Apple Watch

Image source: Apple.

Apple (NASDAQ:AAPL) reports earnings next Tuesday after the close, and naturally the market will be watching to see what the Mac maker has in store. Of course, the iPhone's performance will be the most financially important to the company.

The good news is that the iPhone is expected to continue its run with better-than-expected sales. At the same time, investors are going to want to hear how the Apple Watch fared during its launch quarter, because the new wearable device represents the first new product category that Apple has entered in five years.

The company has already braced investors for some opacity, saying last October that it would include Apple Watch sales in its "Other Products" category. Apple simplified its reporting for fiscal 2015, and doesn't intend to break out Apple Watch performance explicitly. At the time, Tim Cook promptly shut down the notion that this was being done out of low expectations for the new device. Rather, he said that the new reporting categories were based on current revenue bases, and that it was also "useful" to aggregate the information so as not to give rivals any ideas.

But realistically, Apple can't remain completely mum about Apple Watch's performance. Will Apple share anything next week about how Apple Watch is doing?

Setting the record straight
There simply will be too much interest for Apple to ignore, and Tim Cook will inevitably be grilled by Wall Street analysts to spill the beans. Disclosing absolutely nothing would be a mistake, because investors would assume the worst, and Apple doesn't want that. The last thing that Apple wants is for investors to believe absurd headlines like, "Apple Watch Sales Plunge 90%," and succumb to the ensuing hysteria.

There's no shortage of third-party researchers and analytics companies that are all trying to figure out how many Apple Watches the company is selling; but these researchers could be adopting faulty methodologies. On top of that, analysts are quite good at deciphering whatever data that they're provided with, and many will come up with their own estimates based on whatever high-level results Apple provides for its Other Products category. There will likely be a sequential bump in Other Products revenue attributable to Apple Watch sales, and absent any data, investors will have to speculate.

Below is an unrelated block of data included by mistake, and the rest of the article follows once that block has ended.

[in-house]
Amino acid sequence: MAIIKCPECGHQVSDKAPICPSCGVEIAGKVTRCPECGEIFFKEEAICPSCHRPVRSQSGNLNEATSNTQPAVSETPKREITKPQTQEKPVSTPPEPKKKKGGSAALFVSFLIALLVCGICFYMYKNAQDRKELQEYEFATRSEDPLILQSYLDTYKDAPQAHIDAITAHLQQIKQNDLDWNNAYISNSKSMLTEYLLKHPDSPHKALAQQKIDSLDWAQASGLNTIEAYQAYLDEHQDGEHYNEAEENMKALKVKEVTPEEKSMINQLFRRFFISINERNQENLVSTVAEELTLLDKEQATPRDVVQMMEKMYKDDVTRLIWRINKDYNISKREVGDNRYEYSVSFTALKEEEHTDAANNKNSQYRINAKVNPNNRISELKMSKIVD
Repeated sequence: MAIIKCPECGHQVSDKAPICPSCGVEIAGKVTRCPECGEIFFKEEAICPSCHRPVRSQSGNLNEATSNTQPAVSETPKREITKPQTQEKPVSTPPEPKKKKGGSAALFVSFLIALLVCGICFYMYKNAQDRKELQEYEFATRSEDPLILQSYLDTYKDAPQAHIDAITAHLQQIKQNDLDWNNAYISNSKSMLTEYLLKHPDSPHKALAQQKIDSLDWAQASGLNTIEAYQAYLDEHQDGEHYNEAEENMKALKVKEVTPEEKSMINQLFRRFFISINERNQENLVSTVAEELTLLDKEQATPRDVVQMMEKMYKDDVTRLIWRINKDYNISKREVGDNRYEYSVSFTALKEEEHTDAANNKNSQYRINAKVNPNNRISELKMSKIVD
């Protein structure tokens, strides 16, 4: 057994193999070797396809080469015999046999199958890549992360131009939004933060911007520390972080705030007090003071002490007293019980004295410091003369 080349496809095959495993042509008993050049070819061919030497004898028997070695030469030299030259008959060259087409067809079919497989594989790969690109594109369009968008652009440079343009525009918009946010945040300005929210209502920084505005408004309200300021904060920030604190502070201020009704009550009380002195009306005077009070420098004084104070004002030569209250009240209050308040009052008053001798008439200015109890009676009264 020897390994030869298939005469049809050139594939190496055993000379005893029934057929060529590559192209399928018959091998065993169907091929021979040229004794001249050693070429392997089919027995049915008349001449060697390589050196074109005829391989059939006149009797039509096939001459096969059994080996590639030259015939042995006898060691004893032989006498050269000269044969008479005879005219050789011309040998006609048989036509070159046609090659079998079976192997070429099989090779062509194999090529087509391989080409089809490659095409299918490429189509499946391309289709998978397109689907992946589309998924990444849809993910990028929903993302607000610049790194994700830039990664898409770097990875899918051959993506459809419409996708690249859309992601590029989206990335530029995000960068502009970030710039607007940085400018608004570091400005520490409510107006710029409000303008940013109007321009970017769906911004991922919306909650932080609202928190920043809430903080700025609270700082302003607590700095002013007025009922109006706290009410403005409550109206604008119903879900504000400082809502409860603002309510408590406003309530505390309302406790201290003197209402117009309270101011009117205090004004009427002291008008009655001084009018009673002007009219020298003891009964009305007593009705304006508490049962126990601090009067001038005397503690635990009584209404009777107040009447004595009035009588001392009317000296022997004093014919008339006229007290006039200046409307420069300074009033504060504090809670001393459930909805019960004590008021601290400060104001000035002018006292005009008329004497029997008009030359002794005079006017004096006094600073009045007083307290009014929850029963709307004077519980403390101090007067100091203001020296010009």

Apple is a control freak, and it will want to have some semblance of control over the launch's perception, especially if the last thing people remember is the aforementioned headline of sales falling 90% from launch. Apple will want to change that narrative as soon as possible, and the easiest way to do that is to provide a nugget or two of data.

The company has always prided itself on the fact that it's one of the few smartphone OEMs that directly reports its unit volumes, frequently taking jabs at competitors, and saying their market shares are uncertain because they won't report shipments. Choosing not to report Apple Watch units would be somewhat hypocritical in that regard.

Apple can't say nothing
Instead, what I believe is most likely is that Apple will casually provide some approximate figure of unit volumes without disclosing a precise revenue figure. Perhaps something like, "more than 5 million units," which would be vague enough to achieve Cook's stated strategic disclosure goals while also allaying fears about weak demand. Analysts already expect Apple to be shipping about 2.5 million units per month, which would be pretty impressive considering the total market was 6.8 million units throughout all of 2014.

While Apple never explicitly discloses product mix in any of its categories, average selling prices give investors (and competitors) an idea of what the company is shipping. But Apple Watch pricing is unique in that it has the widest spectrum of any Apple product (by far), ranging from $350 to $17,000. Perhaps the competitive fear here is that if Apple shows rivals that there's demonstrable demand for a $10,000 smartwatch, they'll attempt to jump in also with gold models. It's understandable why Tim Cook doesn't want that; but at the same time, saying nothing whatsoever is not an option.

Give investors what they want, Apple. Apple Watch is too important to be completely opaque about. Don't be like Amazon.

Evan Niu, CFA owns shares of Apple. The Motley Fool recommends Apple. The Motley Fool owns shares of Apple. Try any of our Foolish newsletter services free for 30 days. We Fools may not all hold the same opinions, but we all believe that considering a diverse range of insights makes us better investors. The Motley Fool has a disclosure policy.